5 ways to inspire writing with Purple Mash (By Terry Freedman)
August 11, 2015, 10:30 am
One of the most daunting things that professional writers face is the blank page – look up "writers facing blank page" and you'll get over a quarter of a million results. If that's how professional writers feel about it, imagine what it must be like for children. No wonder some of them don't much like the idea.
Fortunately, Purple Mash has a range of applications that are ideal for cajoling the reluctant writer into putting pen to paper, so to speak. Here they are.
2Connect (a story planning tool)
2Connect is a mind mapping program. Lots of people use mind mapping as a way of generating and linking ideas very quickly, and this is exactly what 2Connect allows you to do. The nice thing, as you would expect, is that it has been designed especially for children.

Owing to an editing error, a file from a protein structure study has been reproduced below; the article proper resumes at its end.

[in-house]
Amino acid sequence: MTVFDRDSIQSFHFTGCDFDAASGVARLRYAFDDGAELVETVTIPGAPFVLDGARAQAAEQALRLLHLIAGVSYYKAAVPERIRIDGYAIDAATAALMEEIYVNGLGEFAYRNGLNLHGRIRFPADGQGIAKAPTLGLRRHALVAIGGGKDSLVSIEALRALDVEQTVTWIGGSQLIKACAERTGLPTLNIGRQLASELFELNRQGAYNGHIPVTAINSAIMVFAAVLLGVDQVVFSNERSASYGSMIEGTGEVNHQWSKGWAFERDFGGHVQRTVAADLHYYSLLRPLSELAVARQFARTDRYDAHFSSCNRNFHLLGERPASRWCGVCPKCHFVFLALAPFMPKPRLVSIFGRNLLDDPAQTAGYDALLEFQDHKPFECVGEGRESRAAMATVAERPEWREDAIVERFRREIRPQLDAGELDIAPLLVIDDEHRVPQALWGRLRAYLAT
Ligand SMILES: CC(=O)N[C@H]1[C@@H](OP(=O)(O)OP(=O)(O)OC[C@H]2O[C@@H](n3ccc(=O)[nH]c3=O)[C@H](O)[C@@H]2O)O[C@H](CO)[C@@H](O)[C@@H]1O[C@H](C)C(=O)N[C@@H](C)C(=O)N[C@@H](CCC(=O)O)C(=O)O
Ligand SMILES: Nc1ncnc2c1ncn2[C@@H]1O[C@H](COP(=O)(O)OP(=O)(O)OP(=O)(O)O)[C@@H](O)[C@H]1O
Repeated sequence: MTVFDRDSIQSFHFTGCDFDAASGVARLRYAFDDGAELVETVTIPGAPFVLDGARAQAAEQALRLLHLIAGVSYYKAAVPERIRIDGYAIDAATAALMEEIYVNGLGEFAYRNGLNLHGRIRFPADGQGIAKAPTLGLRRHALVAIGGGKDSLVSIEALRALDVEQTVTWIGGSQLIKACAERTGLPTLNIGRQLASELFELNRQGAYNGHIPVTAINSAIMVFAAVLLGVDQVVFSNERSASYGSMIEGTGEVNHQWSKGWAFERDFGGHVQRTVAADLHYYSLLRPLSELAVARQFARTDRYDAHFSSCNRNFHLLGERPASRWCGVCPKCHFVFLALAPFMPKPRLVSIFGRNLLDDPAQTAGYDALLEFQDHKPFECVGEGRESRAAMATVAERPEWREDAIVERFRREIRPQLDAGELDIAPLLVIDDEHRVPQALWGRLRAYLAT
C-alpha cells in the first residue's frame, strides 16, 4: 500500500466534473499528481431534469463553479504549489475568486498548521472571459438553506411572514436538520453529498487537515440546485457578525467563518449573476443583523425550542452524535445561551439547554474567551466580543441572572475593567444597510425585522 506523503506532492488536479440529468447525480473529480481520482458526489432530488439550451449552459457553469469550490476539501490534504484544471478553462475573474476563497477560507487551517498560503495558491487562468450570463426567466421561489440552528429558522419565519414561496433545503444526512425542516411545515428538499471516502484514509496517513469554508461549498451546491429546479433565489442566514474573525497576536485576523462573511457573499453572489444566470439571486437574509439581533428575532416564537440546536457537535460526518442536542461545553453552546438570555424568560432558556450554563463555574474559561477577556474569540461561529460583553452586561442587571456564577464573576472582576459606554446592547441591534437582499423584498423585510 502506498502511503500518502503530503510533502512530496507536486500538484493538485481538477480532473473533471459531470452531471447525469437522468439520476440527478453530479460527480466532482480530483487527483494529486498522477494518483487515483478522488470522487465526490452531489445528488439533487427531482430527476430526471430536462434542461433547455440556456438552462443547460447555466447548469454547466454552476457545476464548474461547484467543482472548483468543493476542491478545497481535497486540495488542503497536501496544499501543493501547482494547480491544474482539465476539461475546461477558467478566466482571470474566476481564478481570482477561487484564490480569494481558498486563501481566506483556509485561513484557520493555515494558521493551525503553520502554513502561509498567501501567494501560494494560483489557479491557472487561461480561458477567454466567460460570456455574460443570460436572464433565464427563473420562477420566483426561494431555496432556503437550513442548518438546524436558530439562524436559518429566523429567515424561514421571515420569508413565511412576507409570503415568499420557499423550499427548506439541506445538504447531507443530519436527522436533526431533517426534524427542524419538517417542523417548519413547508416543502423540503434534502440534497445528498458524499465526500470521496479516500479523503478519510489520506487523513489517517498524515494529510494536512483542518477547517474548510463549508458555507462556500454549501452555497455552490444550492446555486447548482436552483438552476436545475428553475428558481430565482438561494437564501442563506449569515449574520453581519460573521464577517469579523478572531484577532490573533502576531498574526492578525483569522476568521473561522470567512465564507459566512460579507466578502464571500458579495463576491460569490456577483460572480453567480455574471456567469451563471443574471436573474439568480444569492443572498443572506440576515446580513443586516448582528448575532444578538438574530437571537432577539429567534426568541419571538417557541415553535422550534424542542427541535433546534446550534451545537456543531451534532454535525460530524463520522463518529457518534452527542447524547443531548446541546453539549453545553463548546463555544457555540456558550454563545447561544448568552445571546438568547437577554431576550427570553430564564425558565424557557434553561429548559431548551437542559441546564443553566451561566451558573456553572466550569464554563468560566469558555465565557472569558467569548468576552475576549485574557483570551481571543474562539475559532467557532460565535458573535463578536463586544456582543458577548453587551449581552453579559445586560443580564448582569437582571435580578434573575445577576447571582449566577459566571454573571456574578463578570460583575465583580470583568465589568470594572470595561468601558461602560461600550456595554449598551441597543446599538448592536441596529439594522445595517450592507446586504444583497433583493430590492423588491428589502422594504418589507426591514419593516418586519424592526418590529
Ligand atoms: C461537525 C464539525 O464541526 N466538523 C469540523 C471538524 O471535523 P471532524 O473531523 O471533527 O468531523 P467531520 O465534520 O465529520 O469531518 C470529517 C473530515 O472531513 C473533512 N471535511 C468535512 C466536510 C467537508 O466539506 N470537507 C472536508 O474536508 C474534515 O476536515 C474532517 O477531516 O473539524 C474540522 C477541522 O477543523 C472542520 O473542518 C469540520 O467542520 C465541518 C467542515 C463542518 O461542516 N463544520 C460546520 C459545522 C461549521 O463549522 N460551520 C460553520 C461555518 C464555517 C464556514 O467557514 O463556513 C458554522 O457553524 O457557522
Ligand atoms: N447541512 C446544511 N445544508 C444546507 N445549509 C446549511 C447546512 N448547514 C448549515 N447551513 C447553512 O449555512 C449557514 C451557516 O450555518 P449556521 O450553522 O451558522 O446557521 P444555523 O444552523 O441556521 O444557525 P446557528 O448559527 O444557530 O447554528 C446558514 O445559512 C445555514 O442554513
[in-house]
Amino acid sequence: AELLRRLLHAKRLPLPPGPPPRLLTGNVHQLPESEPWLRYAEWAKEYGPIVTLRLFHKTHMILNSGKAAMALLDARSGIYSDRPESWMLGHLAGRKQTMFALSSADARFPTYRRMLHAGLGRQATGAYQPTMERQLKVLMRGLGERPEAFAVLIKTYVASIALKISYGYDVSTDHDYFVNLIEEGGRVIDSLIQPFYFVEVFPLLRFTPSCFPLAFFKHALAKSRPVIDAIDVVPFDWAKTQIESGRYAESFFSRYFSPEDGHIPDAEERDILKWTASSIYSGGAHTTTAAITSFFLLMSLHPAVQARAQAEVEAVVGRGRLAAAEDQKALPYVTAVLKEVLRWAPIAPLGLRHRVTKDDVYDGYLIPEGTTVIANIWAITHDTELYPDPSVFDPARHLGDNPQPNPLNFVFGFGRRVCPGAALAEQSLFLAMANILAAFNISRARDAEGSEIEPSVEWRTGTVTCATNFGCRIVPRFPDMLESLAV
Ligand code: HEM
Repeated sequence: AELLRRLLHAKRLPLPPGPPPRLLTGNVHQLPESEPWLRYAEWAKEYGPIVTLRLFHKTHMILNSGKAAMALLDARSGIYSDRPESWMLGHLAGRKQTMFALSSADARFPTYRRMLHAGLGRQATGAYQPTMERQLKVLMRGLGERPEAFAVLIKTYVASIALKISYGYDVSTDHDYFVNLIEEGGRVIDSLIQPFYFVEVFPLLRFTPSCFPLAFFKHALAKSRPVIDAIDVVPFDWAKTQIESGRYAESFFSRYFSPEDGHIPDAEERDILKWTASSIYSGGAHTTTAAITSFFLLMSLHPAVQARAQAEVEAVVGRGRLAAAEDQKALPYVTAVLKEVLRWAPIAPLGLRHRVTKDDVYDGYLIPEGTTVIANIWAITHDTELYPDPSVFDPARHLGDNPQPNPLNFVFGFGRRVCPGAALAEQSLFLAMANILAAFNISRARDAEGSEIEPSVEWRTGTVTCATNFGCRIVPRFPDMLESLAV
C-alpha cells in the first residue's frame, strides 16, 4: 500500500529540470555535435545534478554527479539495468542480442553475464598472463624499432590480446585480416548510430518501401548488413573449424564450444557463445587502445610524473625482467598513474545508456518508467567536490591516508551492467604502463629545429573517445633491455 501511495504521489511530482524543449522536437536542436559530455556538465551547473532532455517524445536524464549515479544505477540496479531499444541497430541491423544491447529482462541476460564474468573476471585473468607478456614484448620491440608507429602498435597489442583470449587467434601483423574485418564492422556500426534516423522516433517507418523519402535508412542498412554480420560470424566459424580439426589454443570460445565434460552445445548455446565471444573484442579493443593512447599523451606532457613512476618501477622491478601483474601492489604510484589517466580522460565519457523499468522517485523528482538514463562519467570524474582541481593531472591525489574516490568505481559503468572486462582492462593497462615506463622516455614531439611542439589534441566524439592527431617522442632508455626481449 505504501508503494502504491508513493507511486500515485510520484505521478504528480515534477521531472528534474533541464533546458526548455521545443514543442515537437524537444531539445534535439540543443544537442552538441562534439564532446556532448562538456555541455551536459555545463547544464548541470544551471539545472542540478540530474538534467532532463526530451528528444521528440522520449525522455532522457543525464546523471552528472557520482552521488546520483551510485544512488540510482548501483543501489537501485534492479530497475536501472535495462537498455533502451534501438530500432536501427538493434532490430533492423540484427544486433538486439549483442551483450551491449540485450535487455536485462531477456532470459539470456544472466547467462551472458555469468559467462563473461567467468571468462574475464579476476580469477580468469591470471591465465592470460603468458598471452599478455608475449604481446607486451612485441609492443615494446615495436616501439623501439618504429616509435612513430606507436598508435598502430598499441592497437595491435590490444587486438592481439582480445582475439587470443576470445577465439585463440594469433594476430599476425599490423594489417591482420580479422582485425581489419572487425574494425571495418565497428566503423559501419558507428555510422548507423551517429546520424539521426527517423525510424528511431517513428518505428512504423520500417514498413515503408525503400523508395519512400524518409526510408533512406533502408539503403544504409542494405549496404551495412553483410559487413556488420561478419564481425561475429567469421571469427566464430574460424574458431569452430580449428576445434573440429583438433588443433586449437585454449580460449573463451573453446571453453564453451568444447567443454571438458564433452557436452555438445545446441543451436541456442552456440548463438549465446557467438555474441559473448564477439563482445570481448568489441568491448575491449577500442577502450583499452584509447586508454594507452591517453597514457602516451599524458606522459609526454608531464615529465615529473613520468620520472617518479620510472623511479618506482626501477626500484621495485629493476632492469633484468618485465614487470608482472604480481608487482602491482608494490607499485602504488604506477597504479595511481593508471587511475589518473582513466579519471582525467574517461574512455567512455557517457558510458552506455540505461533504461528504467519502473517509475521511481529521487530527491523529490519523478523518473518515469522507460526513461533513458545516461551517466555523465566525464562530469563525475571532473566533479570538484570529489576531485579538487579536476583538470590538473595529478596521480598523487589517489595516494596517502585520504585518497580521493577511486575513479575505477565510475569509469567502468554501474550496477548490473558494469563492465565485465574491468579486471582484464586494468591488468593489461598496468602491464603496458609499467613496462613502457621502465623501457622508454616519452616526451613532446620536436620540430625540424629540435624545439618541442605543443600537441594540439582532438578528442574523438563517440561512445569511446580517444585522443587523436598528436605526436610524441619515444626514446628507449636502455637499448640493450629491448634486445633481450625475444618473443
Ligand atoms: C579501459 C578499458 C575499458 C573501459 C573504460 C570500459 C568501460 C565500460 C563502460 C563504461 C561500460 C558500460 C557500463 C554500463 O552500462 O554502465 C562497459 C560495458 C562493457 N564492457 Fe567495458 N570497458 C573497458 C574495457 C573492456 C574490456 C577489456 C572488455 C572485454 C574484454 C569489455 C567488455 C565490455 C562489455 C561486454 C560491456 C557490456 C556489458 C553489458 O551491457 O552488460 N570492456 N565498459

When pupils start a new mind map, suggest that they choose the Story Planner template. This gives them a starting point, and is not quite as terrifying to look at as a blank page!
Choose a suitable template to get started
In my story, I started off with the names of my two cats, which I linked to my name in the centre. Then I thought of a neighbour's cat's name, and linked that to the word "Problem". So even though I had no idea what I was going to write about when I opened the template, already I have the glimmerings of a story forming in my head. This is exactly what you want your pupils to experience.
The application lets me build up the details in my story to make it come alive. For example, I can add a picture and a sound. I can also open the text area, and this is the really clever part: I can start typing or, if my motor skills aren't great, I can click on the boxes in the mind map and see the words appear in the text area.
Having a mind map helped me to begin writing my story
I can also save it in a shared folder so that my friends can add their parts, and I can give my mum and dad a link to where my story is on the web (a facility that is available for all the applications covered here). In other words, I've gone from a blank page to being a published writer in the space of one lesson!